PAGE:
New Research Identifies 44 Genetic Loci for Glaucoma

Past research has shown up to 83 genes and genetic loci associated with glaucoma. However, reports the Massachusetts Eye and Ear Infirmary in a news release, new research has identified 44 additional loci linked to glaucoma. Currently, there are a few therapeutic options (but no cure) for patients with glaucoma, including medicated eye drops and surgery. Through identifying these new genetic loci, researchers hope to find additional treatments or therapeutic targets. Check out the full findings of this meta-analysis published in Nature Communications.

Genetic Loci Research

Prior research tended to focus on glaucoma in those with European ancestry. However, this leaves out an important consideration: that glaucoma tends to impact those with African and Asian ancestry at a higher rate. So it is important to have a more broad and comprehensive understanding of all patient experiences. In this meta-analysis, which is considered the largest genome-wide study for glaucoma, researchers compared the genes from 34,179 patients with glaucoma to 349,321 controls. This study used patients of all backgrounds and ancestry types.

In the study, they found 83 confirmed genetic loci and 44 new genetic loci linked to glaucoma. According to the National Human Genome Research Institute, genetic loci are:

the specific physical [locations] of a gene or other DNA sequence on a chromosome, like a genetic street address.

Through this study, researchers also discovered that:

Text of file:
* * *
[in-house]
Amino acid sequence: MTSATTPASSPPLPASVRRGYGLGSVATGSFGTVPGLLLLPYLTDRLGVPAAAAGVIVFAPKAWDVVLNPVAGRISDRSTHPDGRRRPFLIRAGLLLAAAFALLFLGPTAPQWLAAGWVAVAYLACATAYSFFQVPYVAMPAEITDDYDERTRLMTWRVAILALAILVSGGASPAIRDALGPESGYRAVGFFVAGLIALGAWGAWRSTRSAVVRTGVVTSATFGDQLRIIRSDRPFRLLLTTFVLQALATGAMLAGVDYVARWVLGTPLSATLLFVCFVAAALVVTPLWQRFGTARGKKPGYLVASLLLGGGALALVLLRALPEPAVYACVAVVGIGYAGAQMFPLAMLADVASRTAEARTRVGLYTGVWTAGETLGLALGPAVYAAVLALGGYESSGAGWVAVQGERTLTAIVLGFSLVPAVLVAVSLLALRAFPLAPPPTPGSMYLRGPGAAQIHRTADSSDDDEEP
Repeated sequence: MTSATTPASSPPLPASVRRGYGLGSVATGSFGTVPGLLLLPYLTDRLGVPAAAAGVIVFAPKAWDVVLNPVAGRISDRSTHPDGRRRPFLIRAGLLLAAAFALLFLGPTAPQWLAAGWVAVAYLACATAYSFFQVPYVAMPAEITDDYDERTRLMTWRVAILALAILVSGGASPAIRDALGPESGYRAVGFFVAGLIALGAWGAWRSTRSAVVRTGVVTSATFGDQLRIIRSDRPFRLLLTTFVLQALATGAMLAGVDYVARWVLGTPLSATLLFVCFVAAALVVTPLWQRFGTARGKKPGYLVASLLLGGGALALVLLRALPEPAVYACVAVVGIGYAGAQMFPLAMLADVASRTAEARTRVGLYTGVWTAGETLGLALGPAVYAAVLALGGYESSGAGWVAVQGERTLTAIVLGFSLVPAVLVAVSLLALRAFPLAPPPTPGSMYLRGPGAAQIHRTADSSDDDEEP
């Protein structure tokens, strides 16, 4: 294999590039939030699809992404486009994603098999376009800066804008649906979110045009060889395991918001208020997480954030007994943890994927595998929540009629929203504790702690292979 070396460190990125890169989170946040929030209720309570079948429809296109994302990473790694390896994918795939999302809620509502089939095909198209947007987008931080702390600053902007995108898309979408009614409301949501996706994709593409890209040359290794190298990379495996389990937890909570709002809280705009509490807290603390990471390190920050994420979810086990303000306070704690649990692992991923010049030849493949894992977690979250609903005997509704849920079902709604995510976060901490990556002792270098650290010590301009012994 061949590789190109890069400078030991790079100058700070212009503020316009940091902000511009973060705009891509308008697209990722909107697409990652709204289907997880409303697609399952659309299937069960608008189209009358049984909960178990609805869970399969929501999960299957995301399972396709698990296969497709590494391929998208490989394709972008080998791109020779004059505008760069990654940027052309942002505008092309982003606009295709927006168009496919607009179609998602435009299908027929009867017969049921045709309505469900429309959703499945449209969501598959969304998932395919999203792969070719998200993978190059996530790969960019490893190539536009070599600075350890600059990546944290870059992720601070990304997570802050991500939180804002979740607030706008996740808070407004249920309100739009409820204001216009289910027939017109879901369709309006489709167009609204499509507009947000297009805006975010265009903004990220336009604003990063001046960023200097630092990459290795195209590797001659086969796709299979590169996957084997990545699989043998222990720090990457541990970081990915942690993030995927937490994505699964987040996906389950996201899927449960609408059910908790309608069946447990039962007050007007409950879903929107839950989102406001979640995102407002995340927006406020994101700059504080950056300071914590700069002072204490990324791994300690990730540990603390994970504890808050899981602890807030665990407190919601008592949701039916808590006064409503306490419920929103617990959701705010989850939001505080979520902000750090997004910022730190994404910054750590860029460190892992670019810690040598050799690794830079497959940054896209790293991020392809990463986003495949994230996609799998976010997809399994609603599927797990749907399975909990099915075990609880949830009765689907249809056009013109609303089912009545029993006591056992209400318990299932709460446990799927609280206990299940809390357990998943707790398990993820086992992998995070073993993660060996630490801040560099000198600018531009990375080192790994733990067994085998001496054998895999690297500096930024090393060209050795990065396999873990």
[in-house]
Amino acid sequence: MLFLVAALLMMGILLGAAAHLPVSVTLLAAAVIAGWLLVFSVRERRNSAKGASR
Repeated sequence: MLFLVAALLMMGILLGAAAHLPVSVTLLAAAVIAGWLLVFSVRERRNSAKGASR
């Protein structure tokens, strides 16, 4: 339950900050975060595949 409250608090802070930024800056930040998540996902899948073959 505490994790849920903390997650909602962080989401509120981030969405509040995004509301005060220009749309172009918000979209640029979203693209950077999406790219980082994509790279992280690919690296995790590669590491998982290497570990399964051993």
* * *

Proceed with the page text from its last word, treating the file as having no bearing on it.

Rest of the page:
• Genetic loci associated with glaucoma were present across those of European, Asian, and African ancestry.
  • Recognizing which genetic loci are linked to glaucoma can allow for early diagnosis, monitoring, and treatment options.
  • This new research can help scientists create a more specific and accurate polygenic risk score to determine how much of a risk someone has of developing glaucoma.


There are multiple forms of glaucoma, which is used as an umbrella term for conditions characterized by progressive optic nerve damage. In many cases, this nerve damage is associated with a pressure buildup in the eye. Normally, fluid in the eye flows through a mesh-like channel. But when this gets blocked, it affects the circulation and causes pressure. Some hypothesize that inflammatory conditions or ocular injuries may cause glaucoma. However, studies have also linked genetic mutations to glaucoma development. Over 75 million people globally have glaucoma. Some forms, like primary open-angle glaucoma, are not rare. Rare forms of glaucoma include:

  • Neovascular, which is caused by abnormal blood vessels.
  • Congenital, which is diagnosed in early childhood.
  • Pseudoexfoliation syndrome, characterized by flaky material peeling off of the eye’s outer layer.

In many cases, glaucoma is often painless at first. However, without treatment, glaucoma may lead to vision loss. If and when symptoms do appear, these include:

  • Eye pain and pressure
  • Nausea and vomiting
  • Blurry vision
  • Severe headache
  • Seeing halos around lights
  • Eye redness

Learn more about glaucoma.

Jessica Lynn

Jessica Lynn

Jessica Lynn has an educational background in writing and marketing. She firmly believes in the power of writing in amplifying voices, and looks forward to doing so for the rare disease community.

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